In 1961 she published the first translations into English of works by Maria Tsvetayeva, and went on to produce a biography of the great Russian poet’s tragic life, A Captive Lion (1987).
Elaine Feinstein, who has died aged 88, was a leading poet and the bringer of a new internationalism to British verse. As a novelist, she was one of the women who transformed literary writing in the 1970s.
Elaine’s lifelong advocacy of Russian poetry continued with the biographies Pushkin (1998) and Anna of All the Russias (2005), about Anna Akhmatova, and with translations of contemporary Russian women poets. In 2008 she revealed the imaginative hinterland to this work in The Russian Jerusalem, a novel that mixes poetry and prose to trace Soviet persecution of the poets she called the “Jews” of Russian culture.
The poetry for which she created an English-speaking audience deeply influenced her own. Driven by cultural curiosity, she also helped bring very different, North American traditions of Black Mountain and Beat poetry to Britain.
In 1959 she founded Prospect magazine (unrelated to the current journal of that name), publishing Allen Ginsberg, Gregory Corso and, among others, Charles Olson, whose Letter to Elaine Feinstein remains today a much anthologised Projectivist text.
Though Projectivism, taking a breath as the poetic unit, may now be consigned to literary history, Prospect’s transatlantic cultural exchange helped create today’s Anglo-American Cambridge school of poetry, with JH Prynne at its centre.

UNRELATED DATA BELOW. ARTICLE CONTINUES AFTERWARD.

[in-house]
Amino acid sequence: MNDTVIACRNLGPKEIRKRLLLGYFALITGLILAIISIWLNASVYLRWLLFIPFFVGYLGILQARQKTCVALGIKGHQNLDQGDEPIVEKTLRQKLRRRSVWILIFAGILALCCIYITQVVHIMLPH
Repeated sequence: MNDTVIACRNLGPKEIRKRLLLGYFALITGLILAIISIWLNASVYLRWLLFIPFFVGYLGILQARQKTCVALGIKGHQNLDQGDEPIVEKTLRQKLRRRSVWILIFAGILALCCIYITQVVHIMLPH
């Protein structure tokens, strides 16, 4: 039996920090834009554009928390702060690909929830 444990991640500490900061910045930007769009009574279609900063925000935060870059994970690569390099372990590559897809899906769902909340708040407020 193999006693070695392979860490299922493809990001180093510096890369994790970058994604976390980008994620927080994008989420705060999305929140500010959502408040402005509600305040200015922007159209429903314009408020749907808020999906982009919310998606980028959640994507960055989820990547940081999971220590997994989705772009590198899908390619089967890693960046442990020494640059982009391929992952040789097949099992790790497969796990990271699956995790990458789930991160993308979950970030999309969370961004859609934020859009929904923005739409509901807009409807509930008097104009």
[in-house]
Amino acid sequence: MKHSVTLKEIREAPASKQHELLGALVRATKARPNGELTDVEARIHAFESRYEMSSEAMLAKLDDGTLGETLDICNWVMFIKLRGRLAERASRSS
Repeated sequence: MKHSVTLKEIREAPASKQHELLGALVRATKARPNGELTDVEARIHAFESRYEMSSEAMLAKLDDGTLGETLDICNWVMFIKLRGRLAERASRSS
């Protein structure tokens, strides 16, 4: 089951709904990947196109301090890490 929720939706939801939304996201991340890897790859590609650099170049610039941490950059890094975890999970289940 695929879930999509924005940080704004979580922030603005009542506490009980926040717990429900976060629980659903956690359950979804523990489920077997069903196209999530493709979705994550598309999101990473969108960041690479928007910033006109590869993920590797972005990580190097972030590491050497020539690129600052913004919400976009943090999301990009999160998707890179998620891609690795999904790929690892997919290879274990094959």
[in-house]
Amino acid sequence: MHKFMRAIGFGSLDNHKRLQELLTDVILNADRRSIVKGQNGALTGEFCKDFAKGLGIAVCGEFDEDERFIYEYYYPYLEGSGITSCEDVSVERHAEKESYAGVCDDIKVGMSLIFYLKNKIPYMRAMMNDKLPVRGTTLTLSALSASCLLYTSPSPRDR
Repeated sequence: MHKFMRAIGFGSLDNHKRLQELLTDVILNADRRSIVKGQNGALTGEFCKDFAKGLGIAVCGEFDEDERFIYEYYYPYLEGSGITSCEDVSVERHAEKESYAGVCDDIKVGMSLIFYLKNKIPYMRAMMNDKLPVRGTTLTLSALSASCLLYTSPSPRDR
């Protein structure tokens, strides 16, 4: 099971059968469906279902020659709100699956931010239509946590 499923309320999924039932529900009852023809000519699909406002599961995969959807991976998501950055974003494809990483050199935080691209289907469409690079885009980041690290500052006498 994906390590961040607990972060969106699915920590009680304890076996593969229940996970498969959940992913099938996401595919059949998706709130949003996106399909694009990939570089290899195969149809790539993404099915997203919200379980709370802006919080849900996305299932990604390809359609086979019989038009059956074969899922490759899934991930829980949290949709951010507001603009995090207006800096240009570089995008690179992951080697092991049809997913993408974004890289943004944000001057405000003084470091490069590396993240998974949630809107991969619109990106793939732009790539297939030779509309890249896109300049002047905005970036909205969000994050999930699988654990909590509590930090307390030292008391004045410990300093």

But it is the clear-sighted and profoundly emotionally intelligent character of Elaine’s own verse that has influenced many poets working in English today, as well as delighting readers and audiences around the world: she was a charismatic performer.
Ted Hughes wrote that her poetry “follows the track of the nerves”, while George Steiner described it as “instinct with caring, with a rare intelligence of pain”. More than a dozen poetry collections followed her debut, In a Green Eye (1966), including Talking to the Dead (2007) – elegies of meditative intimacy for her husband, the molecular biologist Arnold Feinstein, who died in 2002 – and the themed studies Cities (2010) and Portraits (2015). They culminate in her last published volume, the new and selected poems of The Clinic, Memory (2017).
As a poet, Elaine’s voice is unique. In prose, she was one of a generation of women, among them Angela Carter, Eva Figes and Elaine’s close friend Emma Tennant, who transformed British reading and publishing in the 70s. Elaine’s psychologically exploratory fiction often centred on women’s lives. Her first novel, The Circle, appeared in 1970, the year that also saw the publication of Germaine Greer’s The Female Eunuch and Kate Millett’s Sexual Politics – these were the books that fuelled a zeitgeist.